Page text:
there’s a lot of good advice here to check the gross vehicle weight rating of the unit (unloaded weight + cargo carrying capacity) but one thing many people don’t know and RV dealers won’t tell you is to make sure your truck can handle the hitch weight. Tow weight is how much weight your vehicle can pull behind it. Hitch weight is how much weight your truck can handle pushing DOWN on the back of the truck. If you don’t consider this, you set yourself up for blowouts on your truck’s rear tires, as well as other nasty consequences. Every truck should have a cargo carrying capacity listed on a sticker, usually in the driver’s door frame. The hitch weight of your trailer— whether pull behind or fifth wheel— needs to be added to your calculation of how much your truck is carrying. This is why we had to trade in our Ford F-150 when we bought the fifth wheel in January... It was more than light enough for the F150 to pull behind, but the hitch weight of the fifth wheel, combined with the weight of the actual hitch plus DH, two dogs, myself and a few other items we carry in the truck put us over the truck’s cargo carrying capacity by about 300 Lbs.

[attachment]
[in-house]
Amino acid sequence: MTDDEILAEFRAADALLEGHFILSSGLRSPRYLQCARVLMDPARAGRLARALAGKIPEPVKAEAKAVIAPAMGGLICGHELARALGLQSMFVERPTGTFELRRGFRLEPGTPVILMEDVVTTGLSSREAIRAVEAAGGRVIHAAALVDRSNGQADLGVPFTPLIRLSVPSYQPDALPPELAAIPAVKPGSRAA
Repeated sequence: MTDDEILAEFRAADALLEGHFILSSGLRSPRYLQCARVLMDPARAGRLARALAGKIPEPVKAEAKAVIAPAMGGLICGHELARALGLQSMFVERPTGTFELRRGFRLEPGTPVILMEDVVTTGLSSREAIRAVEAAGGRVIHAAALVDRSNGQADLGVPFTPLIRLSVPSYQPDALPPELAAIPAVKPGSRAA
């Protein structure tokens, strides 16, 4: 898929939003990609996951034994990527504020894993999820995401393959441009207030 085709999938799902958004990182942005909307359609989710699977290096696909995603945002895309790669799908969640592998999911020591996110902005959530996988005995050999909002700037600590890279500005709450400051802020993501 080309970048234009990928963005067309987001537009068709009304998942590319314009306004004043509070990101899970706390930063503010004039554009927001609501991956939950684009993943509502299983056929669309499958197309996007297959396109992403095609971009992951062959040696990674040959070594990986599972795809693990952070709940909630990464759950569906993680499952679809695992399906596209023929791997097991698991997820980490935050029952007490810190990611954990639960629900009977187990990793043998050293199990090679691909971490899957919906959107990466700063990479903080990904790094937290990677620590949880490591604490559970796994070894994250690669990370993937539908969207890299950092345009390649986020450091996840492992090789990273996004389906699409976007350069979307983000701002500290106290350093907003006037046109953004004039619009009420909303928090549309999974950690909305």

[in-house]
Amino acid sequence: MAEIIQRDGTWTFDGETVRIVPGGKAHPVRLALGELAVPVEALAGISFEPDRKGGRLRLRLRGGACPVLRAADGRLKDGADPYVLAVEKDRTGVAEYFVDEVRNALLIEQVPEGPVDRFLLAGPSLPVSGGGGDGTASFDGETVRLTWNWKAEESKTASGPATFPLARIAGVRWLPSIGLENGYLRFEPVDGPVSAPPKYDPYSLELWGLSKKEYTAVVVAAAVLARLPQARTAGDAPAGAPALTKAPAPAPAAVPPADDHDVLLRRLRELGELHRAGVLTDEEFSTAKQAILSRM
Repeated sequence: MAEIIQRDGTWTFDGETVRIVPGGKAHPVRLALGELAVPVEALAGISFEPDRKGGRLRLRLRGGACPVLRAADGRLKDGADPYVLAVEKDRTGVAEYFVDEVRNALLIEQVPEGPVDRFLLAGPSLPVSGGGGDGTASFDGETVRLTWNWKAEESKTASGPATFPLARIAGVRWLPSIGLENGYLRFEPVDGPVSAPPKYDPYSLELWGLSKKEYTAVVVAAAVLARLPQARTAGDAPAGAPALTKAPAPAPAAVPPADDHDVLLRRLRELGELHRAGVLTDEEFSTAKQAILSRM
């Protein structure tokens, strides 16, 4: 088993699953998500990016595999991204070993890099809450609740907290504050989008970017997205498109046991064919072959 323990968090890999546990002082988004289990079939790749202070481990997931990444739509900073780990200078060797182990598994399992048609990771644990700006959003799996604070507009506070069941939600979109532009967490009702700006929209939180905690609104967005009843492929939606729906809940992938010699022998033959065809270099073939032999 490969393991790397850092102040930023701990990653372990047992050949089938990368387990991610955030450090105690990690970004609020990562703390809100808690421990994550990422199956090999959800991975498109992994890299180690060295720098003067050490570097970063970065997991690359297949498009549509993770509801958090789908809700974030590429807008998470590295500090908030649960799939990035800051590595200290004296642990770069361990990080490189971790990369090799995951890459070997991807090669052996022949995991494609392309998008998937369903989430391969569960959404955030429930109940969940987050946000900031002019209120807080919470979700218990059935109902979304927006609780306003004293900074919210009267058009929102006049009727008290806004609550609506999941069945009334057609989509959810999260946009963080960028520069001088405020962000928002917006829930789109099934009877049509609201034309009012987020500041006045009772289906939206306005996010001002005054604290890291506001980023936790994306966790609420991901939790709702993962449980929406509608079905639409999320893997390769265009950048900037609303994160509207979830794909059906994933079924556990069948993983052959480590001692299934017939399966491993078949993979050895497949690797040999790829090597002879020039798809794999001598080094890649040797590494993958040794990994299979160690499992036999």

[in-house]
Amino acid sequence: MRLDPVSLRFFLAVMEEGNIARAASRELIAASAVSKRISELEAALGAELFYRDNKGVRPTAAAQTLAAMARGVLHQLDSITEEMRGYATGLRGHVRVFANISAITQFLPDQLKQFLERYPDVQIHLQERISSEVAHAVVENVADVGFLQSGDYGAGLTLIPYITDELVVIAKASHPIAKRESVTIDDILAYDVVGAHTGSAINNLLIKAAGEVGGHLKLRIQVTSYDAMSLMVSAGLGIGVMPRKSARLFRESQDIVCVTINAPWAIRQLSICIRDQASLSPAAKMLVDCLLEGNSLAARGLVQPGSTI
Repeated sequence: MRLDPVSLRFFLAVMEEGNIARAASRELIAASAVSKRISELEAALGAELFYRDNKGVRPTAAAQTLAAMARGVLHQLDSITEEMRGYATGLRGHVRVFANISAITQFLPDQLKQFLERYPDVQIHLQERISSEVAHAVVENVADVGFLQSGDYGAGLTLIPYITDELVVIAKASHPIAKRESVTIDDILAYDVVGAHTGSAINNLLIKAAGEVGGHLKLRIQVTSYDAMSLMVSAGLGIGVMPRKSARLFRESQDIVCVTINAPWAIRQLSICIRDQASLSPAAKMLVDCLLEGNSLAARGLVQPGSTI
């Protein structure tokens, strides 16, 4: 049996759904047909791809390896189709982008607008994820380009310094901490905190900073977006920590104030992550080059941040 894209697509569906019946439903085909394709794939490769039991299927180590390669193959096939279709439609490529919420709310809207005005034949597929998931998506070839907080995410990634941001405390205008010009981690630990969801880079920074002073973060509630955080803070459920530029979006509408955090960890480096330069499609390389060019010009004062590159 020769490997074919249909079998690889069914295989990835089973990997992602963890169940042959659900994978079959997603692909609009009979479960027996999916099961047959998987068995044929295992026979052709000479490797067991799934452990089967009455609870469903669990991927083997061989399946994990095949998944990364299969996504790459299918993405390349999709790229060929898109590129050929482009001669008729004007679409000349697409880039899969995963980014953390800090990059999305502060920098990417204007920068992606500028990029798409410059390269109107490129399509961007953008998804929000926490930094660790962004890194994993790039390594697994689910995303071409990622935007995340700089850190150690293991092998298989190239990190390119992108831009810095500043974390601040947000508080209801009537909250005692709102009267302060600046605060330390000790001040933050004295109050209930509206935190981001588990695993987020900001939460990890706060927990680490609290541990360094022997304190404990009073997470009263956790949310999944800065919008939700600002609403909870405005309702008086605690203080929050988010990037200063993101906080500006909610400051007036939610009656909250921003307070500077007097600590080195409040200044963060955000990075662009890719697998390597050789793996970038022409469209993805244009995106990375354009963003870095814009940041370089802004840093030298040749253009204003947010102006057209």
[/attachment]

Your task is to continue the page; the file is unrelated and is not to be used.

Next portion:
We ended trading that fifth wheel in March because the manufacturer intended it to be pulled by the lower F-150/1500 pickup trucks (even though they can’t due to hitch weight), and it hitched high (angled high where it hitched, nearly dragging on the ground in the rear. It was what’s known as a “mid-profile” fifth wheel. Our current fifth wheel is “full-profile”. Here’s our current rig in the picture below. By the way, many if not most full-profile fifth wheels have king size bed options. Good luck!